We’re in a bit of a lull here at the moment, although it is not necessarily preceding a storm. As I’m sure every reader of WE knows, last week, Mayor Franklin elected to table the bond issue relating directly to the creation of the one-stop building, as well as those relating to improving other city buildings and fixing streets. If you want a refresher the Tribune coverage was good.
The Mayor says he is re-evaluating the whole concept of a one-stop building, including the idea of buying and renovating an existing downtown building. This could change the amount needed to repair older buildings, but since this would also save considerably compared to building a new building for $10.5 million, there may be additional funds available for street repairs. It’s a 3-D puzzle and the Mayor will be presenting a new plan to Council soon, as waiting until 2013 would increase the cost of issuing the bonds slightly.
I think the Mayor is trying to do the right thing. He has legitimate problems with existing city buildings, but he also recognized that the one-stop building was unpopular and became fiscally risky once RG Steel went bankrupt and further weakened the City’s revenue streams; RG was the Water Department’s biggest customer — spending over $1 million per year.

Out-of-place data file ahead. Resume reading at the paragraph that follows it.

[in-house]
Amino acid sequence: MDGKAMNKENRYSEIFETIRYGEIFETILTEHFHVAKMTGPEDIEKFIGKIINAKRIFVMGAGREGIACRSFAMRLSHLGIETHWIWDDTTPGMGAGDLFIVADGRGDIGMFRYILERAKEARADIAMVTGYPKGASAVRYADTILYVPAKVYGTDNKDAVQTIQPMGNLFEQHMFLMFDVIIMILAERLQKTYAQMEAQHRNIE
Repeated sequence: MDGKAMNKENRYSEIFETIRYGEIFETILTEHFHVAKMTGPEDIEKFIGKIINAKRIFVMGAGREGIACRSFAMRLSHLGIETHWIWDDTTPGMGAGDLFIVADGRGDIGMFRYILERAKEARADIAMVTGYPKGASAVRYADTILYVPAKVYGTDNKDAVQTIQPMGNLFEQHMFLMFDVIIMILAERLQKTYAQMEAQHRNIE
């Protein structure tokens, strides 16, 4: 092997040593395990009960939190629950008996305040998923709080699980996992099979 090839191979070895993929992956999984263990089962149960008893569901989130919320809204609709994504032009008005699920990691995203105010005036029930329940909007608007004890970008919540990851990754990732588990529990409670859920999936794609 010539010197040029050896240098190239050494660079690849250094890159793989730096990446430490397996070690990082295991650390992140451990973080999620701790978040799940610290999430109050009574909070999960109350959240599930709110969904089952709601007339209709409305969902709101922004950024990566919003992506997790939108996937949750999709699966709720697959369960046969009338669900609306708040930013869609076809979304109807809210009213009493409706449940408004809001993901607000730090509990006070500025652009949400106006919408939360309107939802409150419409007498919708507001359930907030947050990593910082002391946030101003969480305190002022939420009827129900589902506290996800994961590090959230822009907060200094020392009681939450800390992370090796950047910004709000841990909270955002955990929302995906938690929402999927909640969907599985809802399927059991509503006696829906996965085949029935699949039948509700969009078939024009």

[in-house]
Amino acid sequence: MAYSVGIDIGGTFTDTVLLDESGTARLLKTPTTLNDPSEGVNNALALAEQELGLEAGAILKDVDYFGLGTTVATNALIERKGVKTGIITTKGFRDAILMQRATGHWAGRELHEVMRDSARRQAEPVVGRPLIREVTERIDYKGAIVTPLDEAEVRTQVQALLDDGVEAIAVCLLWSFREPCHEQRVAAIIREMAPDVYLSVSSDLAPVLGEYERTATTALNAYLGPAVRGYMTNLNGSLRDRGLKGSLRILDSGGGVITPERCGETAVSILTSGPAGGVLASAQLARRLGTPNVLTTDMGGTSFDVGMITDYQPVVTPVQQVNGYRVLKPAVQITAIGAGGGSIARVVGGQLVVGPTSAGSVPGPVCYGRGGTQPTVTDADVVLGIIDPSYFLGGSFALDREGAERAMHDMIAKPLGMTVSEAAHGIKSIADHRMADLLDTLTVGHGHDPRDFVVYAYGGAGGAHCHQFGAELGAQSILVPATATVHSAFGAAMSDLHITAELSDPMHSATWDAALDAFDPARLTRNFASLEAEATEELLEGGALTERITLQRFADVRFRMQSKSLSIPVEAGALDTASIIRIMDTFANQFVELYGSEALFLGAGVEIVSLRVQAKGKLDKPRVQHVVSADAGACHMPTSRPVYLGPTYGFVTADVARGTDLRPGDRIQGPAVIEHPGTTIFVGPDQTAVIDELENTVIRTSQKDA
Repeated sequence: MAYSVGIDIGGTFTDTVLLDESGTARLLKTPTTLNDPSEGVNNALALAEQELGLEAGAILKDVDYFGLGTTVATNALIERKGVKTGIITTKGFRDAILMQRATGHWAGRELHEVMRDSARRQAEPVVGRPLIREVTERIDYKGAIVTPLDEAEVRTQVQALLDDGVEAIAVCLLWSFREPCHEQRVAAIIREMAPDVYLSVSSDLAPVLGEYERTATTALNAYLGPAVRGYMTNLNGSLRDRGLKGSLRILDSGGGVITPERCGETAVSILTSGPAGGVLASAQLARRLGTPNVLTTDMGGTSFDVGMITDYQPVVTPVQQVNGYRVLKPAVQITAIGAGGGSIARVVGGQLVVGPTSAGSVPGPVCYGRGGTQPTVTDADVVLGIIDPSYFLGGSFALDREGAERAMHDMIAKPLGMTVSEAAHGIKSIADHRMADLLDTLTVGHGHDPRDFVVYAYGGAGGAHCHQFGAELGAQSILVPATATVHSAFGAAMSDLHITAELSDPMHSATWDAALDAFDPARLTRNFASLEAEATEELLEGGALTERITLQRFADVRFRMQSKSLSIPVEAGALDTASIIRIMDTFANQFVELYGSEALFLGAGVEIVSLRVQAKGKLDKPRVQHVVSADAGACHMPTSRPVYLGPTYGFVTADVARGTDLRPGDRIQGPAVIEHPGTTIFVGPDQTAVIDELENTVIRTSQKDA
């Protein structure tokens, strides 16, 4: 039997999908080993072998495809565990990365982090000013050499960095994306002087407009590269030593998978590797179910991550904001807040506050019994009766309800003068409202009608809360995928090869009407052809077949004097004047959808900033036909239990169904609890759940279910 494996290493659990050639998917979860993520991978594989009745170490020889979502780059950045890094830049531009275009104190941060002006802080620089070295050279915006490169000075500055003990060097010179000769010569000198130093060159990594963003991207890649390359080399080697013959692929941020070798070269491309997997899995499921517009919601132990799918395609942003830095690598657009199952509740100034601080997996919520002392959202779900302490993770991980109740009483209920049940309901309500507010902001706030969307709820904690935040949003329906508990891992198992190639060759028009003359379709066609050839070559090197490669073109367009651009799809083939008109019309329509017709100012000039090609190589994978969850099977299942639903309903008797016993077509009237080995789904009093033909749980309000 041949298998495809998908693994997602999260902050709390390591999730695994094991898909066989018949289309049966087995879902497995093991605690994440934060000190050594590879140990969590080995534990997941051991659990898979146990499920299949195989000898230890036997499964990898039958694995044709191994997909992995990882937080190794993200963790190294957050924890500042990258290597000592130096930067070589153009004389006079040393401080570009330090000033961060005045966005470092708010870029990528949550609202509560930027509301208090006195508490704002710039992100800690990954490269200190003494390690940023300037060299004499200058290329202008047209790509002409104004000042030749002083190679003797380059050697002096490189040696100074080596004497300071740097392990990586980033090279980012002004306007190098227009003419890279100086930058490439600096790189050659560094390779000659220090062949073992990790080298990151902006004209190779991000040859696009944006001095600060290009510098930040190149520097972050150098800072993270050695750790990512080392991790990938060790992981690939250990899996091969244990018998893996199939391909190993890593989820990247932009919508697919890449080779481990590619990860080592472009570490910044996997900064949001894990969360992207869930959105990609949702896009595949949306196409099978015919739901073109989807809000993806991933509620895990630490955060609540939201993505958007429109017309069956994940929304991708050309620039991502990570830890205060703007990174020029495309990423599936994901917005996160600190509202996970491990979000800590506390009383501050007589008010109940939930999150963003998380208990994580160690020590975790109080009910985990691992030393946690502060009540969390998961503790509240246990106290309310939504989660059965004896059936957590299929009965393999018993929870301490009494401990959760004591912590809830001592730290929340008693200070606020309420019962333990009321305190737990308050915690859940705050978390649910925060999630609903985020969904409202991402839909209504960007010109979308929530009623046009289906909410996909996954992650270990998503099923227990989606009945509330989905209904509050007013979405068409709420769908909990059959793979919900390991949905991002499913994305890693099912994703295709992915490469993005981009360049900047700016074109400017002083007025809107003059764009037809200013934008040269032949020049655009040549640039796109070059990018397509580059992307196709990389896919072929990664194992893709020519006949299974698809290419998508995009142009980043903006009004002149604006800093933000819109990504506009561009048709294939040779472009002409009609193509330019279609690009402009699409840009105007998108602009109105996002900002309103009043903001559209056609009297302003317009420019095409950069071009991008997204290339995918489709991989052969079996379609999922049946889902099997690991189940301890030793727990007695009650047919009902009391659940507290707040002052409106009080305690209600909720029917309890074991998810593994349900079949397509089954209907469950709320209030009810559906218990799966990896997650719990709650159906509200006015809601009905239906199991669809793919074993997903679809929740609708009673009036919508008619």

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If you’ve never seen Orchard Place, (above with Councilman Greg Bartholomew) you owe it to yourself to drive by this week before it is no more. It is a dead-end block off Scott Street just a block east of Park Avenue. Today it looks like a post-industrial urban nightmare on steroids, but nearly every house on it is scheduled to be torn down and the work will start soon.
The Trib put it on the front page yesterday but failed to mention that both Matt Martin of Trumbull Neighborhood Partnership and Gregg’s Garden volunteers worked with Trumbull County and Warren city officials to change the demolition specs slightly so as to allow the demolition contractors to spread wildflower and native plant seeds post-demo rather than the cheaper grass seed they normally use.
“A frivolous waste of tax-payer money!” you say?
Hardly. This very small added expense will be recouped in maintenance savings in the first year post-demo. Kudos to Julie Green at TC and the Mayor and SSD Enzo Cantalamessa for an taking enlightened approach.